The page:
Dairy Focus Blog
- Published: 24 January 2017
Paul milks about 600 cows through a large herringbone dairy in Northern Victoria.
The farm’s Bulk Milk Cell Count (BMCC) and number of clinical cases of mastitis had been climbing steadily throughout the wet winter and spring, and it was failing to respond to everything the farm team had tried.
In our initial discussion with Paul, one sentence described the level of frustration and exhaustion for everyone on the farm – “We have hit the wall!!!”
- Published: 19 November 2016
Recently, I dropped one of the family cars into the service centre in the morning for what I expected to be a normal routine service.
It was a big surprise a couple of hours later to sit listening on one end of the phone as the mechanic ran through a list of items on the car that needed attention.
But my mood seriously worsened when he told me the total estimated cost!
- Published: 18 November 2016
There are a few places left at a Cups On Cups Off course arranged by the Dairy Focus team to run on November 29th & 30th at Tallygaroopna in Nth Vic.
This is a great opportunity to attend a Cups On Cups Off course trained by Rod Dyson with Rob Moyle present to answer all your machine queries.
Contact the Dairy Focus office on 03 5859 0706 or NCDEA/GoTafe if you are interested in this last course before the end of the year.
- Published: 20 September 2016
"We work really hard to get the cell count down, and then it just takes off on us, and we don't seem to be able to stop it."
The frustration was clearly obvious at a meeting with the farm team on this 300 cow farm.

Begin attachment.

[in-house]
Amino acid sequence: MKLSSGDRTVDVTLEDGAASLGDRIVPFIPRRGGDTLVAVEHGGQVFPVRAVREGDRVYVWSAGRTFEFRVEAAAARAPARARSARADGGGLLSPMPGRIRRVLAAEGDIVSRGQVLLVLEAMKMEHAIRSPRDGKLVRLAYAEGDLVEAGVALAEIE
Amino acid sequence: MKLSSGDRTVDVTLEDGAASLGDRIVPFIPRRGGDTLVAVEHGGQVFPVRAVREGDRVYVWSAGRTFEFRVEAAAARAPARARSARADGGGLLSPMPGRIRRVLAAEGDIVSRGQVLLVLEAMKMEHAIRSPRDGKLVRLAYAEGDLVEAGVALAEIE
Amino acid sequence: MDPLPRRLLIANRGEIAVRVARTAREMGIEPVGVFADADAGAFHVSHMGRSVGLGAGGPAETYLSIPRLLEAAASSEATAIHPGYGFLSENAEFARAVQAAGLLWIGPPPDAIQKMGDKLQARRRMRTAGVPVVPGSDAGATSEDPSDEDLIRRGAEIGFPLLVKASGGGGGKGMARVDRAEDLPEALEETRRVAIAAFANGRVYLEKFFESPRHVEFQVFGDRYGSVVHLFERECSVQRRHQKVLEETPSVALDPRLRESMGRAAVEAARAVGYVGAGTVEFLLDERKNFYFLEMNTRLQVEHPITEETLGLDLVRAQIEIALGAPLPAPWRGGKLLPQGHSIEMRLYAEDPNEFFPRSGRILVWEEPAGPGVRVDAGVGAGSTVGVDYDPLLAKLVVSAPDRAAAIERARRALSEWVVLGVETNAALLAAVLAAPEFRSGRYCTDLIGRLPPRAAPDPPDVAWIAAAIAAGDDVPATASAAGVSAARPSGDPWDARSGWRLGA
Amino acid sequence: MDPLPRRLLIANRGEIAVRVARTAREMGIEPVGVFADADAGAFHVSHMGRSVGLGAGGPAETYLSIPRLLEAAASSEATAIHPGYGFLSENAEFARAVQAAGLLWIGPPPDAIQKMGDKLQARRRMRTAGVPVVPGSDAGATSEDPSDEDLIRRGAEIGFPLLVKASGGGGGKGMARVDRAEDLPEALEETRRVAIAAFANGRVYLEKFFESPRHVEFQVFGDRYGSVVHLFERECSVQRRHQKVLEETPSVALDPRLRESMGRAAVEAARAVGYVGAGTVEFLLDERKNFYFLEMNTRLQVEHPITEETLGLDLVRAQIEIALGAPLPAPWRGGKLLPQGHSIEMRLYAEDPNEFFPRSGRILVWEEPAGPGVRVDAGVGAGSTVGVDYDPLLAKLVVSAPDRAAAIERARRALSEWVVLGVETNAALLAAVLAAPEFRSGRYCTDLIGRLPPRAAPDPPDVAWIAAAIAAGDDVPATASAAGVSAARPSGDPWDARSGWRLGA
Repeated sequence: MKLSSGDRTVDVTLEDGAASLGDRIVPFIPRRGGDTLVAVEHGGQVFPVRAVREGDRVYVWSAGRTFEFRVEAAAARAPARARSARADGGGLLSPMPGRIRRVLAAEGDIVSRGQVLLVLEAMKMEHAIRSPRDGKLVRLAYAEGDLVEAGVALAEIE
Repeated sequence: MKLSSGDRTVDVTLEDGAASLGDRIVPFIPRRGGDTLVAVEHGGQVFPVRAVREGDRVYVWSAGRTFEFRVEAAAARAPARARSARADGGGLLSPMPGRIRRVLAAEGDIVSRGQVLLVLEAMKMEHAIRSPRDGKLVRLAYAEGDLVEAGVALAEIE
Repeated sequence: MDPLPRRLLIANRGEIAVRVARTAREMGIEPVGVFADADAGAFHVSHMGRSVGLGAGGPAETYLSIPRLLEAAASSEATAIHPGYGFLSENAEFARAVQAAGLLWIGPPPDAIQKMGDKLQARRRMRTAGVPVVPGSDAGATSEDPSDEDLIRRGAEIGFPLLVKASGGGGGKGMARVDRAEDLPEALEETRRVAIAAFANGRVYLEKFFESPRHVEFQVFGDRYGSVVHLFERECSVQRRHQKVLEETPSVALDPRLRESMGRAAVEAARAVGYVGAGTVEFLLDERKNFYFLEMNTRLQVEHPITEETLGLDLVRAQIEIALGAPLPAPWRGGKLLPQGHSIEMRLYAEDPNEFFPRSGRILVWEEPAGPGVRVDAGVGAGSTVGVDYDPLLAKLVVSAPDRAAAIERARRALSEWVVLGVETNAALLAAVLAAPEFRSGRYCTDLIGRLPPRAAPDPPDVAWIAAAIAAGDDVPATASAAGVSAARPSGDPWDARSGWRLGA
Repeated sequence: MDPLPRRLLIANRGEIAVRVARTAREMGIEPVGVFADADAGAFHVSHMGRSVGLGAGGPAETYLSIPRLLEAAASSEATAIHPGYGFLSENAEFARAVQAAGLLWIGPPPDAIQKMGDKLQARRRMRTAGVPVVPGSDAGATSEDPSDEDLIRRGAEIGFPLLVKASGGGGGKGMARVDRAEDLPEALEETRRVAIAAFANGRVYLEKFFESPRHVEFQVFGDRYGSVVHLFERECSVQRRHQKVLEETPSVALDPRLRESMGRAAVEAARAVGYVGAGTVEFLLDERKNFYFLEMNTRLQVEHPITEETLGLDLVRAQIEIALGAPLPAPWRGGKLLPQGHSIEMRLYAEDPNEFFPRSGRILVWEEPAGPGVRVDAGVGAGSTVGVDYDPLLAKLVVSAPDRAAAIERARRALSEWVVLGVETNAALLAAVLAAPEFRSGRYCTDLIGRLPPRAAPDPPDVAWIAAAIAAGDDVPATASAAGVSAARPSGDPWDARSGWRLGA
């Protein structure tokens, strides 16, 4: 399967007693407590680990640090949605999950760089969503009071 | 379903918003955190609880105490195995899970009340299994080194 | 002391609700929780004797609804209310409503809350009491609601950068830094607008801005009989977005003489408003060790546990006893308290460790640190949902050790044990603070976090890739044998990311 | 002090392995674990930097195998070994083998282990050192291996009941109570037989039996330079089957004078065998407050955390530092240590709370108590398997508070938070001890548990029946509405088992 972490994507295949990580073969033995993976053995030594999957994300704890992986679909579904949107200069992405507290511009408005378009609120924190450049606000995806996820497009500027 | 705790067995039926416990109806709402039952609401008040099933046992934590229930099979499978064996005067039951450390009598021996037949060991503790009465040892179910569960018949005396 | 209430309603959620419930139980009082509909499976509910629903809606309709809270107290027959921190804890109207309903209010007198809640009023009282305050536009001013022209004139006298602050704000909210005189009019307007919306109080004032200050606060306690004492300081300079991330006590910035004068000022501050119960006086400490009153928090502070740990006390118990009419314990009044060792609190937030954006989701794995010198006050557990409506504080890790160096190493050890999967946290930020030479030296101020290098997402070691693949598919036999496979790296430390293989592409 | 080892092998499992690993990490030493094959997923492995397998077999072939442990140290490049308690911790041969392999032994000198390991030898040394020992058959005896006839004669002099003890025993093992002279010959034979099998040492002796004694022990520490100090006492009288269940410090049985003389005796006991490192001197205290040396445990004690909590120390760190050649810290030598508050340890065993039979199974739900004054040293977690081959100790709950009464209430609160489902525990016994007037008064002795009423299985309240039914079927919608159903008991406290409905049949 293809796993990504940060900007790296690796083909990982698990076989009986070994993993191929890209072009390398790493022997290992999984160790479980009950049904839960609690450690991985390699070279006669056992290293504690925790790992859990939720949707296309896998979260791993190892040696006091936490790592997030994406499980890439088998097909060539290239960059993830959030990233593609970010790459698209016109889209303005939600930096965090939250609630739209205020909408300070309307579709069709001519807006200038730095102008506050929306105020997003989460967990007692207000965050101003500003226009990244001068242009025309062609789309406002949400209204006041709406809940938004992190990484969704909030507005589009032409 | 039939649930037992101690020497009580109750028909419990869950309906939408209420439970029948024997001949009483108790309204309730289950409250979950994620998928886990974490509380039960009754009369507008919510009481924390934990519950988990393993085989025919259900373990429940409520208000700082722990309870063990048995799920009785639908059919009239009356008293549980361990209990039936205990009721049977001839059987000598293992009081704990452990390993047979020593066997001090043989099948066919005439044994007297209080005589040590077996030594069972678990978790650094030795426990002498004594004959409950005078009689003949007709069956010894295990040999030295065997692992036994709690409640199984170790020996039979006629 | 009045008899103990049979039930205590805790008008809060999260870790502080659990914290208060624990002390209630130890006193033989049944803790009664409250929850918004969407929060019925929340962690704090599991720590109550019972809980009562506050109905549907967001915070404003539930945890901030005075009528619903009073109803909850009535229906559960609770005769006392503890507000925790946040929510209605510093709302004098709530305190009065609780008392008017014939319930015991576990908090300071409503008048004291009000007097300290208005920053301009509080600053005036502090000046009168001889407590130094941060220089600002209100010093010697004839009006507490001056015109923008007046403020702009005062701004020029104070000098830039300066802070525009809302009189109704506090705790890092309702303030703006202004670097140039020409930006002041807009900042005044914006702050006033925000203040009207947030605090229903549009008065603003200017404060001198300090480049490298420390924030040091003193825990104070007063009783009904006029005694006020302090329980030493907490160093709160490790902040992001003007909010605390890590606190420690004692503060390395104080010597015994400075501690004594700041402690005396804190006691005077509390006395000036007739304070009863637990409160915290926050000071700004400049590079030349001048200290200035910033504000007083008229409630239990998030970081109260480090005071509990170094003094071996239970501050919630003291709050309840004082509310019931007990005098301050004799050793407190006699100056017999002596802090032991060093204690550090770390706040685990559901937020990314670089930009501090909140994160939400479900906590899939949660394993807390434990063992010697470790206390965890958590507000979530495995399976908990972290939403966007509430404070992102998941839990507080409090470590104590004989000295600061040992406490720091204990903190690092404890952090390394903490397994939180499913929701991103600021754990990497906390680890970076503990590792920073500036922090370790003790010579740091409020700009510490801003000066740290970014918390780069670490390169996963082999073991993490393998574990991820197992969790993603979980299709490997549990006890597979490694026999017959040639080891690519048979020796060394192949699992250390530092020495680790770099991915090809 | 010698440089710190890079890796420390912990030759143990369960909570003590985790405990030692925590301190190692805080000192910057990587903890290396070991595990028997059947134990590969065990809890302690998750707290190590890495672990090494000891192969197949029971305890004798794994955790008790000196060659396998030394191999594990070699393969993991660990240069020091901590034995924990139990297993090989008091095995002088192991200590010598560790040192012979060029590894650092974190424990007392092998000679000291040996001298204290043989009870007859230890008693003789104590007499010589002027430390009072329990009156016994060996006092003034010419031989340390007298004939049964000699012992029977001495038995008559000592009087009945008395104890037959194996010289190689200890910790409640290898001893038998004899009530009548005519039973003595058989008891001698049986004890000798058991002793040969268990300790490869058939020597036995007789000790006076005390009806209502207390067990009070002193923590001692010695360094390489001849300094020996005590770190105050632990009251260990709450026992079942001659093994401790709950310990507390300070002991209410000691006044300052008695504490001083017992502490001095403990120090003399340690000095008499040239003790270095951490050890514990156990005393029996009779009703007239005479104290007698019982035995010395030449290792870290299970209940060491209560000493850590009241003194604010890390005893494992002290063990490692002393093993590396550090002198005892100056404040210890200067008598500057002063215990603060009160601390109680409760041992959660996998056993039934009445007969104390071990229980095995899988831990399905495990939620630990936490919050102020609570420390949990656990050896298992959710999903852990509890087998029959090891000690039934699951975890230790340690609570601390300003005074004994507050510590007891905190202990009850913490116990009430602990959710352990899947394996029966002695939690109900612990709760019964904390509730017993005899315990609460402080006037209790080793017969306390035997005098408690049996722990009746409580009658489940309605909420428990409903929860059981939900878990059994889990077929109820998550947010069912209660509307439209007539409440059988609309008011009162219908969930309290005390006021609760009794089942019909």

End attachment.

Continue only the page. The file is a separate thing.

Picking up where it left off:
"How can it spread so quickly?"
- Published: 16 September 2016
Some of our dairy regions have experienced a wet winter for the first time in a number of years, and many farms have found it a test of their patience as well as a test of their infrastructure and systems.
One of the issues associated with the wet weather has been an increase in milk quality problems in terms of both mastitis and Bactoscan results on some farms.
As the spring calving winds down, it is an ideal opportunity for each farm to consider that calving period in terms of milk quality outcomes.
How many cases of mastitis occurred during that calving period? How many is too many?
- Published: 07 September 2016
Wet weather and mud has returned with a vengeance, and many farms will now be calving cows in these conditions.
The most common cause of mastitis around calving, both clinical cases and new subclinical infections, is Streptococcus uberis (Strep uberis). This is an environmental organism passed in the faeces of cattle, so the major source of these mastitis infections on the farm is from contamination of teats with faeces and mud.
- Published: 01 July 2016
Dictionaries variously describe the meaning of the word “residue” as being a “remnant”, or “something which remains after a part is removed”.
Prior to July 1945, no human had radioactive residues due to nuclear weapons.
However, the situation now is dramatically different - every human on earth has some level of residue in their body from the fallout of nuclear weapons.
- Published: 22 June 2016
The last significant in-season drop in the price of milk to suppliers was in 2008, and that doesn’t take a long memory to recall – it is hardly ancient history!
The price drop in 2008 triggered a range of responses, some of which produced significant lessons which shouldn’t be forgotten.
In terms of milk quality and mastitis control there are three lessons that should probably be recalled now to avoid history repeating itself.